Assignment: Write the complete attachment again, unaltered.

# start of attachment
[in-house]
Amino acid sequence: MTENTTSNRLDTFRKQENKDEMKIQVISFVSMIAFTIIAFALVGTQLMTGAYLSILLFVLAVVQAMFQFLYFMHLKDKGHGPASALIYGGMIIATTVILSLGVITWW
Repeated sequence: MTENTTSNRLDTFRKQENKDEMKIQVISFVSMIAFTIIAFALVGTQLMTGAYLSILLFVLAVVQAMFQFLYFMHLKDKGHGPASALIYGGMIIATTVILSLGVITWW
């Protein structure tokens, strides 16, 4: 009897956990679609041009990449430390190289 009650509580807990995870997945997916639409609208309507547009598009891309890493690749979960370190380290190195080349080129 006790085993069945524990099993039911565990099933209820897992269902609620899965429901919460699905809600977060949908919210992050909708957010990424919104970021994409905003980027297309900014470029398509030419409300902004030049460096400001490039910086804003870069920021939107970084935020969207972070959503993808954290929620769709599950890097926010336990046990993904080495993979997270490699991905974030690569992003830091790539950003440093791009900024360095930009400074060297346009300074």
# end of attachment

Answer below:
[in-house]
Amino acid sequence: MTENTTSNRLDTFRKQENKDEMKIQVISFVSMIAFTIIAFALVGTQLMTGAYLSILLFVLAVVQAMFQFLYFMHLKDKGHGPASALIYGGMIIATTVILSLGVITWW
Repeated sequence: MTENTTSNRLDTFRKQENKDEMKIQVISFVSMIAFTIIAFALVGTQLMTGAYLSILLFVLAVVQAMFQFLYFMHLKDKGHGPASALIYGGMIIATTVILSLGVITWW
């Protein structure tokens, strides 16, 4: 009897956990679609041009990449430390190289 009650509580807990995870997945997916639409609208309507547009598009891309890493690749979960370190380290190195080349080129 006790085993069945524990099993039911565990099933209820897992269902609620899965429901919460699905809600977060949908919210992050909708957010990424919104970021994409905003980027297309900014470029398509030419409300902004030049460096400001490039910086804003870069920021939107970084935020969207972070959503993808954290929620769709599950890097926010336990046990993904080495993979997270490699991905974030690569992003830091790539950003440093791009900024360095930009400074060297346009300074």